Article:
After the game, Riley met with most of the eight recruits who were making official visits.

“With all the media stuff and recruits, I might have been the last one to leave the stadium,” Riley said. “It was almost 9 p.m. when I got home.”

Riley celebrated the victory by reading “The Chronicles of Narnia” to his 5-year-old grandson, Eli, at home.

“It was fun,” he said. “When we were through, I think he beat me to sleep by 10 seconds. I slept good.”

Nebraska is set up for an excellent first half of the season. The Cornhuskers’ next games are at Northwestern (1-2), at home against Illinois (1-2), at Indiana (2-0), with wins over Florida International and Ball State), and at home against Purdue (1-1).

“They’re all winnable games,” Riley said, “but they’re all losable, too. But I like going in 3-0 to what will be a very competitive league schedule.”

The win over Oregon at least temporarily takes the pressure off Riley in Big Red Nation. If he’s not regarded in the league of Tom Osborne or Bob Devaney, he’s at least not being grouped with Bill Callahan or Bill Jennings. Still, Nebraska fans don’t suffer losses gladly. Riley will need to win a lot to keep them happy.

Helfrich mentioned it afterward, and I found it to ring true: Oregon rushed for 336 yards, had no turnovers and still didn’t win. That won’t happen very often.

The Ducks’ Achilles heel was penalties. They went into the game ranked 121st among 128 FBS teams at 94 yards per contest. After sustaining 13 penalties for 126 yards against Nebraska, Oregon is now 127th nationally (104.7 per game), ahead of only Troy. That has to change, or the Ducks will be in some serious trouble down the road.

Helfrich might want to revisit the plan to go for 2-point conversions ad nauseum. Kelly often went for two after the first touchdown, and if it was successful, then kicked PATs the rest of the way. That would have worked well for the Ducks, who made their first 2-pointer to go ahead 8-7, then should have kicked the PAT for a 15-7 lead after their next score. Nebraska would have been chasing points the rest of the way. Instead, Oregon failed on a 2-pointer and settled for a 14-7 advantage. The Ducks missed on three more 2-point tries, which wound up being the margin of defeat in the game. Ouch.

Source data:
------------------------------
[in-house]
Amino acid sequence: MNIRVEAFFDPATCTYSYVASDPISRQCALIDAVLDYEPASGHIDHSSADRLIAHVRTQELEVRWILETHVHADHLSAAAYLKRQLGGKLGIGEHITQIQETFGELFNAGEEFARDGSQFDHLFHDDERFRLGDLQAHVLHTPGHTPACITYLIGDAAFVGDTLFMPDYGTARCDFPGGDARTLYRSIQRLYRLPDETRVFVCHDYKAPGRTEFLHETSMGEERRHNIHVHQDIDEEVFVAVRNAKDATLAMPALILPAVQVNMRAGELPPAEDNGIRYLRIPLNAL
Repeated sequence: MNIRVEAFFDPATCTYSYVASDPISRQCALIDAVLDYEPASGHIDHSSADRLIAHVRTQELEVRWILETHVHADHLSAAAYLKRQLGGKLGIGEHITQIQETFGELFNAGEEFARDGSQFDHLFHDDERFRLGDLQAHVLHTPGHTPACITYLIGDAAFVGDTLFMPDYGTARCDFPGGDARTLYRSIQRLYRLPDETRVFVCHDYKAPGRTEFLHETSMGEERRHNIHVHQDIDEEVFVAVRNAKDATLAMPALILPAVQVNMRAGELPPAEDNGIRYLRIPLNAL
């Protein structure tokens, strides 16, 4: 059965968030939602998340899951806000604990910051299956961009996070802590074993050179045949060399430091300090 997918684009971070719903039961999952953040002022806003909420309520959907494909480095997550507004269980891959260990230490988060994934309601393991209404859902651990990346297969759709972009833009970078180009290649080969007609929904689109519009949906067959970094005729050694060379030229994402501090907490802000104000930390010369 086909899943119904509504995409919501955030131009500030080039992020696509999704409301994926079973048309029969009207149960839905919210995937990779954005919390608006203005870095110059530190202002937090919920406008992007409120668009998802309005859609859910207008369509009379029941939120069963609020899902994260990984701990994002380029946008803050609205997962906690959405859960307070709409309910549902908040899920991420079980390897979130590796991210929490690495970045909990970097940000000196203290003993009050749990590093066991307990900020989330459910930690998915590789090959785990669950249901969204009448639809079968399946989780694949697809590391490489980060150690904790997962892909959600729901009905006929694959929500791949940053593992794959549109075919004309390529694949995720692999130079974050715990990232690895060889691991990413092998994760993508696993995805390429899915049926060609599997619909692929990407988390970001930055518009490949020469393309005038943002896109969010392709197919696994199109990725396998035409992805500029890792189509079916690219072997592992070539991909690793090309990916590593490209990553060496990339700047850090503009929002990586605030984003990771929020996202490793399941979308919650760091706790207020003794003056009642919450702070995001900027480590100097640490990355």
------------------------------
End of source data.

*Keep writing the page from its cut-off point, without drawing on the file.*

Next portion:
The Huskers were prepared for Oregon’s proclivity toward 2-point attempts.

“Everybody was talking about their swinging gate and (holder) Charles Nelson all week,” Riley said. After the first TD, “he dives 20 feet in the air across the goal line and confirms it is going to be hard. We did a nice job after that.

“The way the game turned out, everybody is critical of that. But that’s just what they’ve always been doing. I’m sure there are some analytics involved (by which) they have determined that, by the odds, that is not a bad thing.”

Senior quarterback Dakota Prukop is an excellent runner who operates Oregon’s offense well, though his passing was erratic against the Cornhuskers. There are some calls among Duck fans for a change to true freshman Justin Herbert out of Sheldon High, but that seems misplaced. Oregon’s best chance to win now is with the veteran Prukop.

Any comparison with Kelly is unfair to Helfrich. Kelly’s frenetic-paced offense was an anomaly; opposing defenses weren’t used to the pace and couldn’t keep up. Fast tempo is the norm now. Defenses are much better-prepared to combat it.

The biggest problem right now might be on the injury front. If running back Royce Freeman (shin), left tackle Tyrell Crosby (foot), receiver Devon Allen (knee) and linebacker Troy Dye (who knows?) are out for any extended time, the Ducks will be missing some key weapons.

Look at Oregon’s Pac-12 schedule and tell me which game is a “gimme.” The conference opener Saturday at Autzen Stadium is against Colorado, which gave Michigan all it could handle last Saturday — though the Buffaloes lost quarterback Sefo Liufau to an injury in the third quarter while holding a 28-24 lead.

The next two weeks are at Washington State, always a difficult place for the Ducks to play, and at home against ninth-ranked Washington. Then California, Arizona State, USC, Stanford, Utah and Oregon State — it’s a mine field. Suddenly, the Ducks seem a bit vulnerable.

Saturday’s win over Oregon could be a springboard for Nebraska. It doesn’t have to begin a spiral downward for the Ducks. It’s a legitimate concern, though, that Helfrich must answer by immediately getting back on the winning track. A 2-2 start, and all bets are off.